- The US's latest security assistance package for Ukraine includes 100 Switchblade drones.
- Loitering munitions like Switchblade are a "powerful" tool, according to the top US Marine general.
- These drones give infantrymen "the power of an air wing in your hands," Gen. David Berger said.
The latest package of US security assistance to Ukraine includes drones that are a "pretty powerful" tool for troops on the ground, according to the US Marine Corps' top general.
Alongside Stingers and Javelins and other weapons, the US is sending Ukraine 100 Switchblade tactical drones — a kind of loitering munition, which are also called "kamikaze drones," designed to find and destroy targets on one-way missions.
These drones give infantrymen "the power of an air wing in your hands," Marine Corps Commandant Gen. David Berger said at the McAleese and Associates defense conference in Washington, DC, on March 9.
"This is the first time the infantry on the ground can strike targets beyond the range of their organic mortars [and] artillery with precision" Berger said of loitering munitions.
The Switchblade 300 — which carries a small munition designed to take out infantry and artillery — has been used by US Special Operations Command for about a decade. In September, the command awarded the firm AeroVironment a $20 million contract for the Switchblade 600, which carries a larger explosive charge designed to take out tanks and armored targets.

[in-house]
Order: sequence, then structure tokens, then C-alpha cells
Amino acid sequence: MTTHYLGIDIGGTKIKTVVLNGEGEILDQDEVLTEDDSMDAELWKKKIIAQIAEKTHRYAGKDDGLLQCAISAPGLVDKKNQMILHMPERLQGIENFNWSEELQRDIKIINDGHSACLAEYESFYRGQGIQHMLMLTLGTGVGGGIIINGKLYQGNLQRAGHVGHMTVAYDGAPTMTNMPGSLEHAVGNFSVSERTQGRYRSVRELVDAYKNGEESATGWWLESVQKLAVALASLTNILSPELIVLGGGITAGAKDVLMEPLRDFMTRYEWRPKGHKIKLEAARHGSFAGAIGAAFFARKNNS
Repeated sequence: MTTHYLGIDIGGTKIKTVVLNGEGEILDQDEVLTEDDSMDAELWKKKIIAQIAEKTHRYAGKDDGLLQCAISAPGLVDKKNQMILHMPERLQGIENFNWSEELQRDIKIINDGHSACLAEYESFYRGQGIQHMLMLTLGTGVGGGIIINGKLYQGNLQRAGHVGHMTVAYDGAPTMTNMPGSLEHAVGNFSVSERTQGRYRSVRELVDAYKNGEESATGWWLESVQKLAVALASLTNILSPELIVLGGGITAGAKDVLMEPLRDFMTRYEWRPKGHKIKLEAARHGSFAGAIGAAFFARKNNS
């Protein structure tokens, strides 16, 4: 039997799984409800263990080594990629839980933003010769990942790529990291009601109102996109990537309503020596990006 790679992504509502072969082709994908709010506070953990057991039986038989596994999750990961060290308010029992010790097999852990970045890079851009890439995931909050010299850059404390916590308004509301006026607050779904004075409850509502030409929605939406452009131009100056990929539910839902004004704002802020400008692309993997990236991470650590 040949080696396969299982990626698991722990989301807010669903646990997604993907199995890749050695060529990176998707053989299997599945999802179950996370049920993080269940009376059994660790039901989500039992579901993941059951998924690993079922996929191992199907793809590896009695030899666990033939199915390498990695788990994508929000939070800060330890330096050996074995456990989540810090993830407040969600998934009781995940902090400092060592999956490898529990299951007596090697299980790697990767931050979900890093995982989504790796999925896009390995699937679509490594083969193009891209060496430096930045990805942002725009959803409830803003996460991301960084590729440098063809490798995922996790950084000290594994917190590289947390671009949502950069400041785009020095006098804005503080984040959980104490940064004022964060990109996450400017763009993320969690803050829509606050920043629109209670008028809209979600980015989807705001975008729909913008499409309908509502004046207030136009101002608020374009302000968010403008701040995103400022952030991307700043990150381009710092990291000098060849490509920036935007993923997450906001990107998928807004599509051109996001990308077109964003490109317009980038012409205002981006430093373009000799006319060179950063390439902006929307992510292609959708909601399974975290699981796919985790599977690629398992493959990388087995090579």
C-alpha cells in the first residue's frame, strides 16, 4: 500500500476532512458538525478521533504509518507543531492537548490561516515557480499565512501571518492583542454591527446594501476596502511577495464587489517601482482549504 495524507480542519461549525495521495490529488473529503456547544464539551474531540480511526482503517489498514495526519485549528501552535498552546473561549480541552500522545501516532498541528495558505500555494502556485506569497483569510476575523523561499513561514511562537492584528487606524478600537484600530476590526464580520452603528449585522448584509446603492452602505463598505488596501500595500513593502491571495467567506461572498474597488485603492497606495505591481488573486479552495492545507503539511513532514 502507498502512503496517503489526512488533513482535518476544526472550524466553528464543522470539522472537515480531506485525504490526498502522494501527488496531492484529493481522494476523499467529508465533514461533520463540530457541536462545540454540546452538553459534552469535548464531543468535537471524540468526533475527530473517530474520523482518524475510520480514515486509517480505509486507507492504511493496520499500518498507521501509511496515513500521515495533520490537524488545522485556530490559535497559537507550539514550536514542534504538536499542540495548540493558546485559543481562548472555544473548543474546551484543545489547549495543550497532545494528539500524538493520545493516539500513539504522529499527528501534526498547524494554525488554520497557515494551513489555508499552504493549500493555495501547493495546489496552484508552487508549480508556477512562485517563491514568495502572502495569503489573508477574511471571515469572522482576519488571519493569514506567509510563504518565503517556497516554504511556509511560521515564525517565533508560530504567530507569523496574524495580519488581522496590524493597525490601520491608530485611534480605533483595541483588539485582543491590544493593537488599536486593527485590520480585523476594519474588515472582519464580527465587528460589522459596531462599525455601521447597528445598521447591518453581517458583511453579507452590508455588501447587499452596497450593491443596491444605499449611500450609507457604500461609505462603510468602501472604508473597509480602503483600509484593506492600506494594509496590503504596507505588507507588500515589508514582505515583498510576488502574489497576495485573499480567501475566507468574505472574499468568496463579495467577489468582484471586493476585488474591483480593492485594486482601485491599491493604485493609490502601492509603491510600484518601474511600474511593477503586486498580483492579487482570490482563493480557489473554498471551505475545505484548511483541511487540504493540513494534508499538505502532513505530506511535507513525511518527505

Marines have also used the Switchblade for about a decade, adopting it so small units could take out soft targets without calling in airstrikes. Berger has said loitering munitions make the Corps "lighter and faster" and that they are a top priority as the service tries to build a force better suited for a potential conflict with China.
In 2021, the Corps listed loitering drones like the Switchblade as its number-one acquisition priority. In Berger's Force Design 2030 plan, also released last year, the service outlined the two kinds of drones it wants: one capable of loitering for up to 90 minutes and of "swarming" with other drones and another drone that can be launched from the Corps' Light Armored Reconnaissance vehicle or a similar vehicle.
The Corps has already awarded a contract for the vehicle-mounted version as part of its Organic Precision Fires-Mounted program. The Organic Precision Fires-Infantry Light program would give infantry a similar capability.
"We have two different programs so far that we're experimenting with. We'll see how they go, both individual and mounted. These things so far are powerful," Berger said at the conference.